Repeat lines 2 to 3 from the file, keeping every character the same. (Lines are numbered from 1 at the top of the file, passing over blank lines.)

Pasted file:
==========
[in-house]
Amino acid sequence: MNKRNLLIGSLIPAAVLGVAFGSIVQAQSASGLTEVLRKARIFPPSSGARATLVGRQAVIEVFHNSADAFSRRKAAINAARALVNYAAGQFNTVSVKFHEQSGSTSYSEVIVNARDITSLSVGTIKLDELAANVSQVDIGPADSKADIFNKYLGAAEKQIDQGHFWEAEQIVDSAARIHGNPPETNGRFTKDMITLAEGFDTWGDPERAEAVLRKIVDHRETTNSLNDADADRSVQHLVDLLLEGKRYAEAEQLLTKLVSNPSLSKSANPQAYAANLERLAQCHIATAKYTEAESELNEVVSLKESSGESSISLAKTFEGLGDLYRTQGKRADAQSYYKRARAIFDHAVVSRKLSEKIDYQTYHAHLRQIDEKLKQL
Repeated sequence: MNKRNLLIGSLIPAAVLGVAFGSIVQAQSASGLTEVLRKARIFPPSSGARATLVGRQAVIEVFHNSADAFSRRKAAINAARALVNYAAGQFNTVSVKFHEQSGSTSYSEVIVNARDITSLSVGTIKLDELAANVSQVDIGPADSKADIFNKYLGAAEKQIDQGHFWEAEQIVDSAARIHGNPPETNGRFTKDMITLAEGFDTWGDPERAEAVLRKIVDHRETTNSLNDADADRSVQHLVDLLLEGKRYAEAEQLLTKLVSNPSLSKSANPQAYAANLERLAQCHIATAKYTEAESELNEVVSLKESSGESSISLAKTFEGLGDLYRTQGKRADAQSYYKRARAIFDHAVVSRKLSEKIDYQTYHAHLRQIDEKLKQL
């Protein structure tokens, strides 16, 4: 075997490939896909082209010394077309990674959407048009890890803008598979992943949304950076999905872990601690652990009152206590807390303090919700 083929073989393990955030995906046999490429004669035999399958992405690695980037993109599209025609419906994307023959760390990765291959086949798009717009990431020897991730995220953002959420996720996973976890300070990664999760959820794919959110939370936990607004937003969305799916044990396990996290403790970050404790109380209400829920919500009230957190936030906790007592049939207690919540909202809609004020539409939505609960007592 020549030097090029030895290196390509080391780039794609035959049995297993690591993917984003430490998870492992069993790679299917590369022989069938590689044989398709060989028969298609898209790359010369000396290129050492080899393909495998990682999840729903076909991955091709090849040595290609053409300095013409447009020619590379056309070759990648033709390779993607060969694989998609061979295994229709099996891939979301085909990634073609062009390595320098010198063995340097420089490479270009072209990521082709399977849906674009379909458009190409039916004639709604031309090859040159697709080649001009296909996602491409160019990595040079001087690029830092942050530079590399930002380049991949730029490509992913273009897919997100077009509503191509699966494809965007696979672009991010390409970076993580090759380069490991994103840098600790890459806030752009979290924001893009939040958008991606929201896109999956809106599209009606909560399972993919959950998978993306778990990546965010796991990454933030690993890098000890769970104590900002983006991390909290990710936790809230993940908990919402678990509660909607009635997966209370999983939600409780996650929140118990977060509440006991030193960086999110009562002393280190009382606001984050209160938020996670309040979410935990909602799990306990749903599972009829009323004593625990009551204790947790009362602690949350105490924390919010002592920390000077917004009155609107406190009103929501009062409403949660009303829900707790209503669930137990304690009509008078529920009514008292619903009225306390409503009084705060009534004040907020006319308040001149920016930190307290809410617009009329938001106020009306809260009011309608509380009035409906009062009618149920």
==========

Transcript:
Amino acid sequence: MNKRNLLIGSLIPAAVLGVAFGSIVQAQSASGLTEVLRKARIFPPSSGARATLVGRQAVIEVFHNSADAFSRRKAAINAARALVNYAAGQFNTVSVKFHEQSGSTSYSEVIVNARDITSLSVGTIKLDELAANVSQVDIGPADSKADIFNKYLGAAEKQIDQGHFWEAEQIVDSAARIHGNPPETNGRFTKDMITLAEGFDTWGDPERAEAVLRKIVDHRETTNSLNDADADRSVQHLVDLLLEGKRYAEAEQLLTKLVSNPSLSKSANPQAYAANLERLAQCHIATAKYTEAESELNEVVSLKESSGESSISLAKTFEGLGDLYRTQGKRADAQSYYKRARAIFDHAVVSRKLSEKIDYQTYHAHLRQIDEKLKQL
Repeated sequence: MNKRNLLIGSLIPAAVLGVAFGSIVQAQSASGLTEVLRKARIFPPSSGARATLVGRQAVIEVFHNSADAFSRRKAAINAARALVNYAAGQFNTVSVKFHEQSGSTSYSEVIVNARDITSLSVGTIKLDELAANVSQVDIGPADSKADIFNKYLGAAEKQIDQGHFWEAEQIVDSAARIHGNPPETNGRFTKDMITLAEGFDTWGDPERAEAVLRKIVDHRETTNSLNDADADRSVQHLVDLLLEGKRYAEAEQLLTKLVSNPSLSKSANPQAYAANLERLAQCHIATAKYTEAESELNEVVSLKESSGESSISLAKTFEGLGDLYRTQGKRADAQSYYKRARAIFDHAVVSRKLSEKIDYQTYHAHLRQIDEKLKQL